The greatest challenge of my latest trip to Zanzibar, was balancing my enthusiasm for exploring the island and meeting new people, with my need to protect my safety. Though I come from East Africa, and had traveled to Zanzibar a few times previously, I was unsure of how to protect my safety amidst unfamiliar surroundings, unknown people, and a lost language. Swahili was my first language, but I lost much of it after my Toronto elementary school principal told my parents to switch from speaking Swahili to speaking English with us at home. With my limited ability to communicate, when I first arrived in Zanzibar, I was wary of strangers, while surrounded by them. I was warned by colleagues, and my homestay family, not to walk alone after the sun set at 6:30pm.
As I started to learn my way around, and relearn Swahili, I felt more comfortable. I started to walk longer distances on my own, even after sunset. One day as I walked along the ocean in Stone Town, a man greeted me with a big smile and enthusiastic “Hello Sister!” Another called out to me, from a bench nestled in a parkette, to say “Hello. Nice to meet you. I appreciate you,” and yet another said “Karibu!” Swahili for “Welcome.” I was surprised and reassured at the same time. Surprised at their kindness, warmth, and generosity to a stranger. And reassured that the region of my ancestors still reflected the warmth I remembered, the warmth I long for when I’m in my Toronto home.
I often find it hard to express complex and intense emotions in words. But the word “Karibu” says so much. It captures the heart of Tanzanian and broader East African culture. It is used so frequently, as a greeting to welcome you to a place, and then again when saying “goodbye,” letting you know that you are welcome again, or that you are always welcome. It is one word that evokes powerful emotions, and feelings of inclusion. I think we should use the word “welcome” more in our English interactions.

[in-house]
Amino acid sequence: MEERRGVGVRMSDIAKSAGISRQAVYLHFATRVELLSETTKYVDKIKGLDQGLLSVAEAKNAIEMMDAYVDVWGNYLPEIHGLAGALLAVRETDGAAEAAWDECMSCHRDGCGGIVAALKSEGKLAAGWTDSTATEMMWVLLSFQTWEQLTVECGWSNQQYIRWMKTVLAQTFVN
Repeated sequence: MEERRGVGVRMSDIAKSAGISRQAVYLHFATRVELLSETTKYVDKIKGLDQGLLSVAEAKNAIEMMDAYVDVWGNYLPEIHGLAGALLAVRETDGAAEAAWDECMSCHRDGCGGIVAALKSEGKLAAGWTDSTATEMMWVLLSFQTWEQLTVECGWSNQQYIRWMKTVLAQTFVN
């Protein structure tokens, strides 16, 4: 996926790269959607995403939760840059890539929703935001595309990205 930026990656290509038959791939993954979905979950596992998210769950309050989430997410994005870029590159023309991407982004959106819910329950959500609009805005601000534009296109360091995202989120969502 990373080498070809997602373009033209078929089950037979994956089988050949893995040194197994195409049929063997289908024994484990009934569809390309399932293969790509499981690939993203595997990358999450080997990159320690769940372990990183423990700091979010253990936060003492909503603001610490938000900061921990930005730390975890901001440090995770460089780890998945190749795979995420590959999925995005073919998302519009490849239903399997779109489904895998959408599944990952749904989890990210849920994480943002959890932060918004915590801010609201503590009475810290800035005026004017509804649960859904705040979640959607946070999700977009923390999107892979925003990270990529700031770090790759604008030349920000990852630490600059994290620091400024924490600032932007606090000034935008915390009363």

In East Africa, it is so ingrained that it is even spoken in unexpected places and interactions. One Sunday, a colleague and I were anxious to get one more weekend swim in before I left Nungwi, the village she was based in, to take the bus back to Stone Town. We didn’t want to swim at the local beach where we were, because women did not typically swim there. We walked to a nearby large, expensive, hotel, and approached the security guards behind the gates. We asked if they could let us in to use the beach in front of the hotel. While confirming, then explaining to us that they could not let us in, they couldn’t help saying “Karibu” multiple times.
Another time, my colleague and I stopped at a high school ,mid bike-tour ,to use their bathroom. It was a Sunday, so we weren’t expecting any students to be there, but there were a number of them using the classrooms to study for upcoming exams. A peer school monitor in a special uniform approached us, and started explaining his role. I braced myself for him to reprimand us for coming onto the school property, and politely but firmly ask us to leave. Instead he said “Karibu. You are welcome. A school is a place of learning, so it should be open to anyone.”
Even when “Karibu” isn’t expressed explicitly, an implicit welcome infuses the way people treat each other. I was warmly and immediately welcomed into my Youth Challenge International and Zanzibar Youth Forum work teams, as if I had always been a part of them, and always would be. If I faced any professional or personal challenges, my colleagues took responsibility for them as if they were their own. Our project goals were collective goals that we all contributed to achieving. We supported each other, and worked together to problem solve and address project challenges big and small. We celebrated our achievements together. I wanted to bring that approach home with me.
One evening at sunset, I went for a swim in the ocean in front of a Stone Town hotel. I was reveling in the beauty of the water with flecks of orange from the surrounding sunset dancing in the waves. A group of young men started swimming towards me, and I went into fight or flight mode. I tried to get the attention of one of my colleagues who was swimming with me, but he had gone too far out into the water for me to get his attention. So I instinctively swam away from them, feeling grateful that I was a strong swimmer. They called out to me, “Zanzibar ni mahali ya amani!”/“Zanzibar is a peaceful place!” and I laughed at their audacity. “We just want to talk with you,” they added. I slowed, then stopped, and relaxed into the calm water. I let them catch up with me and welcomed them with a smile. We talked and laughed as the orange sky enveloped us with warmth.
Farah N. Mawani, Youth Innovator in Zanzibar, 2014